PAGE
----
It’s time to talk about defining experience of my undergraduate and graduate programme in MAD Lions E.C. It is a leading eSports club in Spain in which I have entered thanks to my mentor Alejo García-Naveira. Having spent 9 months in the club I gained better understanding of this sector that I would like to share with you.
If you are curious about what eSports is and what the heck have I been doing there as a (sports) psychologist, read on…
Starting with a basic definition, from my nerdy scientific point of view first I offer you a ‘peer-reviewed’ one:
eSports is an area of sport activities in which people develop and train mental or physical abilities in the use of information and communication technologies (Hamari & Sjöblom, 2017)
eSports are a form of sports where the primary aspects are facilitated by electronic systems; the input of players and teams as well as the output of the eSports system are mediated by human-computer interfaces (Wagner, 2006)
I know what you’re thinking, ‘physical what??’, so I’ll outline two points of view.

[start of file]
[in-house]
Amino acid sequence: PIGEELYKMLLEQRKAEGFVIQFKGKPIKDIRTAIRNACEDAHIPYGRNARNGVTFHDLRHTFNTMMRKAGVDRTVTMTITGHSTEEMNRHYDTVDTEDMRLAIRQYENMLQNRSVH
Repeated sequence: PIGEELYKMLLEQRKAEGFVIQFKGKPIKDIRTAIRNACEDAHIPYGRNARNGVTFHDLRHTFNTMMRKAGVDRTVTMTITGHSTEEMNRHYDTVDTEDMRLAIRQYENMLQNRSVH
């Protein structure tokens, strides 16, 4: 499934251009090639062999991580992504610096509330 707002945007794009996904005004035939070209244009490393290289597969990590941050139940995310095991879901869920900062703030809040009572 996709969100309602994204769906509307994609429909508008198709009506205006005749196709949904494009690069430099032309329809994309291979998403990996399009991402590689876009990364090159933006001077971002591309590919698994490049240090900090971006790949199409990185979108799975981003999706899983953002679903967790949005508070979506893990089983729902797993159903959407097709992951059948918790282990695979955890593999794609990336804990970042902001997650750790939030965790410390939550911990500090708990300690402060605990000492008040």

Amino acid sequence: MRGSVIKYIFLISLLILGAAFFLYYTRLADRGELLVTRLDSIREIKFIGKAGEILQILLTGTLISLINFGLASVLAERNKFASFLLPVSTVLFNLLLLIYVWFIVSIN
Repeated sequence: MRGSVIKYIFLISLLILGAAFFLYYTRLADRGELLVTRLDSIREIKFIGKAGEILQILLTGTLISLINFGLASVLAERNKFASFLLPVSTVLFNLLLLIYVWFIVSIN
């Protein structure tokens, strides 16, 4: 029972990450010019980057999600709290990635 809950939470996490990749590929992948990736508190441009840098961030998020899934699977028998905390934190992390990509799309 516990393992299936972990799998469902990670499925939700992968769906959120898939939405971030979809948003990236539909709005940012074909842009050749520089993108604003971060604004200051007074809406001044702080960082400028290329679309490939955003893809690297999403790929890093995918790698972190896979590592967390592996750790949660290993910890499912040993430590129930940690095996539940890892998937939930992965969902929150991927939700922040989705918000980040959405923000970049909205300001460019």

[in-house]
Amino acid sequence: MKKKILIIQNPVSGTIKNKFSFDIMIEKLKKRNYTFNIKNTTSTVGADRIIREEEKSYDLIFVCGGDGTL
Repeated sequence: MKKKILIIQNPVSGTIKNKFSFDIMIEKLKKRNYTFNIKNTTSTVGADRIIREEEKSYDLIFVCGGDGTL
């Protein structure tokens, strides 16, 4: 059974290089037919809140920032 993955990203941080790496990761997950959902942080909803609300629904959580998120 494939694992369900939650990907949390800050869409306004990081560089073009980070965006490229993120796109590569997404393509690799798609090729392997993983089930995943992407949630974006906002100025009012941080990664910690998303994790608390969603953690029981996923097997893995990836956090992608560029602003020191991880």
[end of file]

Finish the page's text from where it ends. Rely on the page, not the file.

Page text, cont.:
eSports athletes conduct 400 movements/min using the keyboard and mouse, they produce cortisol at similar levels as a race car driver, and have pulse rates similar to competitive marathon runners.
A quote from a university professor Froböse that has experience in sports studies. So yes, something is happening on a physical level, but is it enough to call it the same as sports?
From my own experience, I have created a following definition of eSports:
eSports is competitive play of video-games between professional players better known as ‘gamers’ who train their gaming abilities and engage in complementary training to build healthy habits.
I would personally not mix it with sports because physical activity is not its main characteristic, rather an additional type of training. Also, sports are universal and ‘of people’, they are a public good in which everyone can participate. On the other hand, eSports are owned by private entities who have a power to change the game rules as they see fit. Imagine someone coming tomorrow and changing the width/height of the basketball hoop? No can’t do… In eSports, there is little stability as it is all new, but it’s definitely growing and developing.
Let’s talk numbers
According to estimations there are more than 22 million participants in eSports and around 500 professional gamers worldwide. A recent global eSports market report shows that the eSports economy grew 41.3% (up to $696 million) in 2017. It is estimated that the global eSports audience has reached 385 million people, between players & spectators.